Maryland had a response, though, rattling off a 3-0 run. Junior midfielder Jack Koras and Kelly were responsible for the first two, scoring within three minutes of each other, and then senior attackman Daniel Maltz capped off the run with a laser from eight yards out as the first-quarter clock expired.

The second quarter got off to a blazing start. Aimone scored two goals within a three minute span, but each was matched by a Terrapin score. Kelly tallied the first one, and then Maltz scored the second, finessing past two Rutgers defenders before bouncing the ball through Mullin’s legs.

After a six-minute intermission, the two offenses got right back at it, yet again trading two goals apiece.

The Terps entered halftime with a three-goal lead, refusing to let Rutgers gain any ground.

Unlike the second quarter, the third quarter produced minimal scoring. Maryland sophomore midfielder Dante Trader Jr. stormed down the field with 9:13 remaining on the third-quarter clock, and with the entire stadium expecting him to shoot, Trader dumped the ball off to Maltz, who scored one of the easiest shots of his career.

Junior attackman Owen Murphy, who has fizzled out of the rotation of late, made the most of his limited playing time, scoring his 15th goal of the season.

Rutgers rallied in the final period, but it was not enough to overcome its five-goal deficit. Maryland walked away with a convincing 14-11 win on Saturday night and advanced to the Big Ten Tournament semifinals.

Three things to know

1. Maryland’s starting attackmen dominated. Each of the Terps’ three starting attackmen — Erksa, Maltz and Kelly — carved up Rutgers’ defense on Saturday night and willed Maryland to victory. Erksa played the role of facilitator for most of the night, recording a career-high five assists to go along with one goal.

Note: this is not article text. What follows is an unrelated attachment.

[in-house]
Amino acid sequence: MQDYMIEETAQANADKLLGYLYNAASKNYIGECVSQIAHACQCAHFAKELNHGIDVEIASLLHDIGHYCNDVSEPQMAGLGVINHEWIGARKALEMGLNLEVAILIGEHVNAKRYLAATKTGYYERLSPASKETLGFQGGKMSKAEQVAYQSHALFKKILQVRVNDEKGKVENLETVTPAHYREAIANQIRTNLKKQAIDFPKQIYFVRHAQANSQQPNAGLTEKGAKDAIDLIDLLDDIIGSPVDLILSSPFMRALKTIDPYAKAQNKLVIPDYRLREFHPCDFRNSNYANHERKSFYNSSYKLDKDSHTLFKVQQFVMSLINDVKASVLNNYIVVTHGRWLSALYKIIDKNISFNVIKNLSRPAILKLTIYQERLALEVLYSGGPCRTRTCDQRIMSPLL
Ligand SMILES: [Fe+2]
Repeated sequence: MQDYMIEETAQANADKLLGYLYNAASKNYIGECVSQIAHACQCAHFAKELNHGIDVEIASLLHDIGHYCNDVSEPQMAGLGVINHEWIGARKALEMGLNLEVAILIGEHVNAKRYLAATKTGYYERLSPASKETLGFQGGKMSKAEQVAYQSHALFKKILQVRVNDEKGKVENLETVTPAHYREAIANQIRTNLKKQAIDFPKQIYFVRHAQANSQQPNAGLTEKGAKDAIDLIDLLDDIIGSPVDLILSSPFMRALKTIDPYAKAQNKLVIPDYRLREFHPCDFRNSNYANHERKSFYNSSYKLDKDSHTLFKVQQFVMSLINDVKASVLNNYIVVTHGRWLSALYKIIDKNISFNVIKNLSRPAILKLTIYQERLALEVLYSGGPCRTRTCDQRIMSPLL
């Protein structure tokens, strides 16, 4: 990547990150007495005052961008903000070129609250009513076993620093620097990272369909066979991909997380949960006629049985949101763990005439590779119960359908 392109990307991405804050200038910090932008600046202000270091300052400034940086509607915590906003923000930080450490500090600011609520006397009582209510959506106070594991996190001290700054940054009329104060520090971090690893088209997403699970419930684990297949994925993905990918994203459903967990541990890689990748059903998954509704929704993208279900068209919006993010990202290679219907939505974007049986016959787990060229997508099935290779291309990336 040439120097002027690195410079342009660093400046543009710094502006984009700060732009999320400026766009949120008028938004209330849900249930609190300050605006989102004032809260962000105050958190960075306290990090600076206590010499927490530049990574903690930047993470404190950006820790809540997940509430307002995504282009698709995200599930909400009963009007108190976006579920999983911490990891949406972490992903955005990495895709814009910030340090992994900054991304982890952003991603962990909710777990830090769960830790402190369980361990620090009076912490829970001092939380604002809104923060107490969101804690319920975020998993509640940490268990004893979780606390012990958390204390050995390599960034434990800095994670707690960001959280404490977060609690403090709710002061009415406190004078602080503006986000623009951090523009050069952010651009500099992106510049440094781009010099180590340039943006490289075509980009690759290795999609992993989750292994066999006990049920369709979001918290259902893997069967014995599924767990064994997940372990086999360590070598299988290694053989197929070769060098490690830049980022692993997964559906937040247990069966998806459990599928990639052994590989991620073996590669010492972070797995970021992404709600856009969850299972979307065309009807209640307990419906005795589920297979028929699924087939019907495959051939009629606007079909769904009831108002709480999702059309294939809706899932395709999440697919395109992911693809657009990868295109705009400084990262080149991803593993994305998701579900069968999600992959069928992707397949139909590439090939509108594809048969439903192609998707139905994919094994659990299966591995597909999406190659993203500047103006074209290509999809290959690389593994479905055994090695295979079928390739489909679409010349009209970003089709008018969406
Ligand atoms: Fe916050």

“This whole year I’ve kind of been trying to get better, one percent better everyday,” Erksa said. “Just going through this season, being more and more confident every day, you know, trying to play my best lacrosse, not only for myself, but for my teammates as well.”

Maltz and Kelly combined for seven goals and two assists. This is the best the unit has played all year, and it could not have come at a better time.

“We’re gonna need those guys,” head coach John Tillman said. “We just want them to be the best version of them this year.”

2. A similar story. Maryland and Rutgers met less than two weeks ago in New Brunswick, New Jersey. The Terps jumped out to an early lead in which they wouldn’t surrender, and fought off a fourth-quarter spark from Rutgers. Despite the change in scenery, Saturday night’s game played out in a nearly identical manner. The Terps held a three-goal lead that never felt like it was in jeopardy until the final 15 minutes, when Rutgers rallied for six goals.

3. A rematch of “The Rivalry” is on tap. Maryland’s regular-season finale did not go according to plan as it lost to Johns Hopkins for the first time since 2019. The Terps were forced to watch the Blue Jays rip away the Big Ten regular-season title and hoist the wooden crab trophy, which is given to the annual winner of “The Rivalry.” The Terps won’t have to wait until next year to get their revenge, though, as they can end Johns Hopkins’ Big Ten Tournament championship hopes on Thursday.